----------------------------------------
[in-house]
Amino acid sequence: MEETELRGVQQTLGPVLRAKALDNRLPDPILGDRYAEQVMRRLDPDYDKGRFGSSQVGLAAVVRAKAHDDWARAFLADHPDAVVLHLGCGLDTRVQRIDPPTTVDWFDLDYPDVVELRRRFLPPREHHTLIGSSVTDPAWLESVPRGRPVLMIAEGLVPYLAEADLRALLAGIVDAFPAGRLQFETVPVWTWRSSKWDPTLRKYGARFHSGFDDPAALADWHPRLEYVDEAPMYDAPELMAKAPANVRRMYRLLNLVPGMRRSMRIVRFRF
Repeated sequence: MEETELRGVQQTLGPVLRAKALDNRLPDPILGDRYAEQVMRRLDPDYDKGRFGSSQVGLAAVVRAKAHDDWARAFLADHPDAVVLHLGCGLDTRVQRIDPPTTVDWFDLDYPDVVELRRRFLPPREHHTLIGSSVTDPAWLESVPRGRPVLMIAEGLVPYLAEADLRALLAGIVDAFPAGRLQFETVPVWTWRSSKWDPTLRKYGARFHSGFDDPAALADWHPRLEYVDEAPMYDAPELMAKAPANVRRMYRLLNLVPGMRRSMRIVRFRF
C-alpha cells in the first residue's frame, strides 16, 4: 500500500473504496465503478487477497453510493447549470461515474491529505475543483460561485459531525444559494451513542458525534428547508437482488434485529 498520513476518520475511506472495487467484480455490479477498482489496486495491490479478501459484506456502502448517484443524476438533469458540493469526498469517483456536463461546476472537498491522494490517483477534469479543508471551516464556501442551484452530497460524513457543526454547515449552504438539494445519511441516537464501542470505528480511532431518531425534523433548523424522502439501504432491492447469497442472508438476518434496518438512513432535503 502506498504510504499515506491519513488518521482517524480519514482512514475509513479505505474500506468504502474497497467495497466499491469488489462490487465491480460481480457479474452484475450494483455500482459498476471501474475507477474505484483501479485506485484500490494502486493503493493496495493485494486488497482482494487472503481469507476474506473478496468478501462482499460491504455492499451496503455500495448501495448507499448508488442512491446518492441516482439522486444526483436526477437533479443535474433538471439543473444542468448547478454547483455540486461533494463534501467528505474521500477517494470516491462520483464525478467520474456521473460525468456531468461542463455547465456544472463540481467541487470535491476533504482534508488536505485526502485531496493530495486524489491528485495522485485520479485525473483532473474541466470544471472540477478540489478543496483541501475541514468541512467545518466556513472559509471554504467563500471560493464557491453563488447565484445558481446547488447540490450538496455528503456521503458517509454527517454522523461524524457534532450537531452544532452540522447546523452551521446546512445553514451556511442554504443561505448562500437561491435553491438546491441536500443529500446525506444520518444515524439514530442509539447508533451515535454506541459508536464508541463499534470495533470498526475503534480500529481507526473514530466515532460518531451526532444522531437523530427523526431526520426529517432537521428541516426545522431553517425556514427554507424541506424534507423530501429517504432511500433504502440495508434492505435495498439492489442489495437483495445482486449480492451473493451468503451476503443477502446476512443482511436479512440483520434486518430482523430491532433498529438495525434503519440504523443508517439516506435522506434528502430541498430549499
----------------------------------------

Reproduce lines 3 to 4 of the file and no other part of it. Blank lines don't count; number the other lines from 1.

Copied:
Repeated sequence: MEETELRGVQQTLGPVLRAKALDNRLPDPILGDRYAEQVMRRLDPDYDKGRFGSSQVGLAAVVRAKAHDDWARAFLADHPDAVVLHLGCGLDTRVQRIDPPTTVDWFDLDYPDVVELRRRFLPPREHHTLIGSSVTDPAWLESVPRGRPVLMIAEGLVPYLAEADLRALLAGIVDAFPAGRLQFETVPVWTWRSSKWDPTLRKYGARFHSGFDDPAALADWHPRLEYVDEAPMYDAPELMAKAPANVRRMYRLLNLVPGMRRSMRIVRFRF
C-alpha cells in the first residue's frame, strides 16, 4: 500500500473504496465503478487477497453510493447549470461515474491529505475543483460561485459531525444559494451513542458525534428547508437482488434485529 498520513476518520475511506472495487467484480455490479477498482489496486495491490479478501459484506456502502448517484443524476438533469458540493469526498469517483456536463461546476472537498491522494490517483477534469479543508471551516464556501442551484452530497460524513457543526454547515449552504438539494445519511441516537464501542470505528480511532431518531425534523433548523424522502439501504432491492447469497442472508438476518434496518438512513432535503 502506498504510504499515506491519513488518521482517524480519514482512514475509513479505505474500506468504502474497497467495497466499491469488489462490487465491480460481480457479474452484475450494483455500482459498476471501474475507477474505484483501479485506485484500490494502486493503493493496495493485494486488497482482494487472503481469507476474506473478496468478501462482499460491504455492499451496503455500495448501495448507499448508488442512491446518492441516482439522486444526483436526477437533479443535474433538471439543473444542468448547478454547483455540486461533494463534501467528505474521500477517494470516491462520483464525478467520474456521473460525468456531468461542463455547465456544472463540481467541487470535491476533504482534508488536505485526502485531496493530495486524489491528485495522485485520479485525473483532473474541466470544471472540477478540489478543496483541501475541514468541512467545518466556513472559509471554504467563500471560493464557491453563488447565484445558481446547488447540490450538496455528503456521503458517509454527517454522523461524524457534532450537531452544532452540522447546523452551521446546512445553514451556511442554504443561505448562500437561491435553491438546491441536500443529500446525506444520518444515524439514530442509539447508533451515535454506541459508536464508541463499534470495533470498526475503534480500529481507526473514530466515532460518531451526532444522531437523530427523526431526520426529517432537521428541516426545522431553517425556514427554507424541506424534507423530501429517504432511500433504502440495508434492505435495498439492489442489495437483495445482486449480492451473493451468503451476503443477502446476512443482511436479512440483520434486518430482523430491532433498529438495525434503519440504523443508517439516506435522506434528502430541498430549499